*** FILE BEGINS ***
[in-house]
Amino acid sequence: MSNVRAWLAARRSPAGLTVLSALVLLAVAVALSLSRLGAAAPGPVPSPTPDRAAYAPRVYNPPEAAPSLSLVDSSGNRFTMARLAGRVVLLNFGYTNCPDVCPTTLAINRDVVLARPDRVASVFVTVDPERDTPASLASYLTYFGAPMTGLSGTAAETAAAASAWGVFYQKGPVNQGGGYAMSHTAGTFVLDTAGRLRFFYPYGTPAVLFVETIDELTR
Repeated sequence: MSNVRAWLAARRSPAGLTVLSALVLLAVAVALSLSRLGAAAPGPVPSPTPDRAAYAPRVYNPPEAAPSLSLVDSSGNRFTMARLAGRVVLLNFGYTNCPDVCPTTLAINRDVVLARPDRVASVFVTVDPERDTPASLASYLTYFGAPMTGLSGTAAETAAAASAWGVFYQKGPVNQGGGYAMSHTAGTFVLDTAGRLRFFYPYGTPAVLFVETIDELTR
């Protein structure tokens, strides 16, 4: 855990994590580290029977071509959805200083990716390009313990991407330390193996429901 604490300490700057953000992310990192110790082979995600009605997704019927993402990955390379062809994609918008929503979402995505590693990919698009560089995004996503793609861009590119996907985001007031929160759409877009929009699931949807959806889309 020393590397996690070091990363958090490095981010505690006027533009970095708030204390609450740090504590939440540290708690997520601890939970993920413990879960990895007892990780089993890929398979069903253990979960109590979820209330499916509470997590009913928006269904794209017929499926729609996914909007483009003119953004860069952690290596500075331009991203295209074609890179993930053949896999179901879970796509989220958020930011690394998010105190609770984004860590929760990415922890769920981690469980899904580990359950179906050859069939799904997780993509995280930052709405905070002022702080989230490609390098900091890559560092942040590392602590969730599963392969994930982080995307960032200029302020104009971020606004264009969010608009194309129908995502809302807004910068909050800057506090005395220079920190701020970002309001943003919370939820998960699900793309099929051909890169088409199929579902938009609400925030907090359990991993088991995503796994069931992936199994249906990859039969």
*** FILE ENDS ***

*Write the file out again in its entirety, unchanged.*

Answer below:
[in-house]
Amino acid sequence: MSNVRAWLAARRSPAGLTVLSALVLLAVAVALSLSRLGAAAPGPVPSPTPDRAAYAPRVYNPPEAAPSLSLVDSSGNRFTMARLAGRVVLLNFGYTNCPDVCPTTLAINRDVVLARPDRVASVFVTVDPERDTPASLASYLTYFGAPMTGLSGTAAETAAAASAWGVFYQKGPVNQGGGYAMSHTAGTFVLDTAGRLRFFYPYGTPAVLFVETIDELTR
Repeated sequence: MSNVRAWLAARRSPAGLTVLSALVLLAVAVALSLSRLGAAAPGPVPSPTPDRAAYAPRVYNPPEAAPSLSLVDSSGNRFTMARLAGRVVLLNFGYTNCPDVCPTTLAINRDVVLARPDRVASVFVTVDPERDTPASLASYLTYFGAPMTGLSGTAAETAAAASAWGVFYQKGPVNQGGGYAMSHTAGTFVLDTAGRLRFFYPYGTPAVLFVETIDELTR
């Protein structure tokens, strides 16, 4: 855990994590580290029977071509959805200083990716390009313990991407330390193996429901 604490300490700057953000992310990192110790082979995600009605997704019927993402990955390379062809994609918008929503979402995505590693990919698009560089995004996503793609861009590119996907985001007031929160759409877009929009699931949807959806889309 020393590397996690070091990363958090490095981010505690006027533009970095708030204390609450740090504590939440540290708690997520601890939970993920413990879960990895007892990780089993890929398979069903253990979960109590979820209330499916509470997590009913928006269904794209017929499926729609996914909007483009003119953004860069952690290596500075331009991203295209074609890179993930053949896999179901879970796509989220958020930011690394998010105190609770984004860590929760990415922890769920981690469980899904580990359950179906050859069939799904997780993509995280930052709405905070002022702080989230490609390098900091890559560092942040590392602590969730599963392969994930982080995307960032200029302020104009971020606004264009969010608009194309129908995502809302807004910068909050800057506090005395220079920190701020970002309001943003919370939820998960699900793309099929051909890169088409199929579902938009609400925030907090359990991993088991995503796994069931992936199994249906990859039969």